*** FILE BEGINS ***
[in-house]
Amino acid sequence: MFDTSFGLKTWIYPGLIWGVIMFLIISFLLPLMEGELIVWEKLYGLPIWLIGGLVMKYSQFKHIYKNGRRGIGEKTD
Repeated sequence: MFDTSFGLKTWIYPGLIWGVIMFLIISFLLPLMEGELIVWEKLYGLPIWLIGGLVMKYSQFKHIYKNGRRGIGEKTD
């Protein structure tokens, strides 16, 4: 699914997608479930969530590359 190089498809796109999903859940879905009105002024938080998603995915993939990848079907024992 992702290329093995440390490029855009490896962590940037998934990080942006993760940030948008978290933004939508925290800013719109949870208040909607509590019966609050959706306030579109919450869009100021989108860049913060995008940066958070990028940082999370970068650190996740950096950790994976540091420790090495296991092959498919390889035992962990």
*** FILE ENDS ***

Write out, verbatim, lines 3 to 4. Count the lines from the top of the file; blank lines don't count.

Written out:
Repeated sequence: MFDTSFGLKTWIYPGLIWGVIMFLIISFLLPLMEGELIVWEKLYGLPIWLIGGLVMKYSQFKHIYKNGRRGIGEKTD
């Protein structure tokens, strides 16, 4: 699914997608479930969530590359 190089498809796109999903859940879905009105002024938080998603995915993939990848079907024992 992702290329093995440390490029855009490896962590940037998934990080942006993760940030948008978290933004939508925290800013719109949870208040909607509590019966609050959706306030579109919450869009100021989108860049913060995008940066958070990028940082999370970068650190996740950096950790994976540091420790090495296991092959498919390889035992962990």